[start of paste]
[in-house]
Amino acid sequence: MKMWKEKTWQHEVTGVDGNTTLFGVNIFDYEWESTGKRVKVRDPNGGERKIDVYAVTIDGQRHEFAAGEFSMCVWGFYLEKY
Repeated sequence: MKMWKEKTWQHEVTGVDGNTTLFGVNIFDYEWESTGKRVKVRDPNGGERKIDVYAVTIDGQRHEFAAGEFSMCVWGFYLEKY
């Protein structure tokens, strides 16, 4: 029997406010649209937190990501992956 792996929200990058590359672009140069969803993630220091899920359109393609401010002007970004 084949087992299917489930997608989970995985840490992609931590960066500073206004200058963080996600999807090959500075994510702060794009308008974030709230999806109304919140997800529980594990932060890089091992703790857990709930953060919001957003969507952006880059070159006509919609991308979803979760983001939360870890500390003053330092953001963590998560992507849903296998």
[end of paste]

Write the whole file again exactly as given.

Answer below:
[in-house]
Amino acid sequence: MKMWKEKTWQHEVTGVDGNTTLFGVNIFDYEWESTGKRVKVRDPNGGERKIDVYAVTIDGQRHEFAAGEFSMCVWGFYLEKY
Repeated sequence: MKMWKEKTWQHEVTGVDGNTTLFGVNIFDYEWESTGKRVKVRDPNGGERKIDVYAVTIDGQRHEFAAGEFSMCVWGFYLEKY
């Protein structure tokens, strides 16, 4: 029997406010649209937190990501992956 792996929200990058590359672009140069969803993630220091899920359109393609401010002007970004 084949087992299917489930997608989970995985840490992609931590960066500073206004200058963080996600999807090959500075994510702060794009308008974030709230999806109304919140997800529980594990932060890089091992703790857990709930953060919001957003969507952006880059070159006509919609991308979803979760983001939360870890500390003053330092953001963590998560992507849903296998």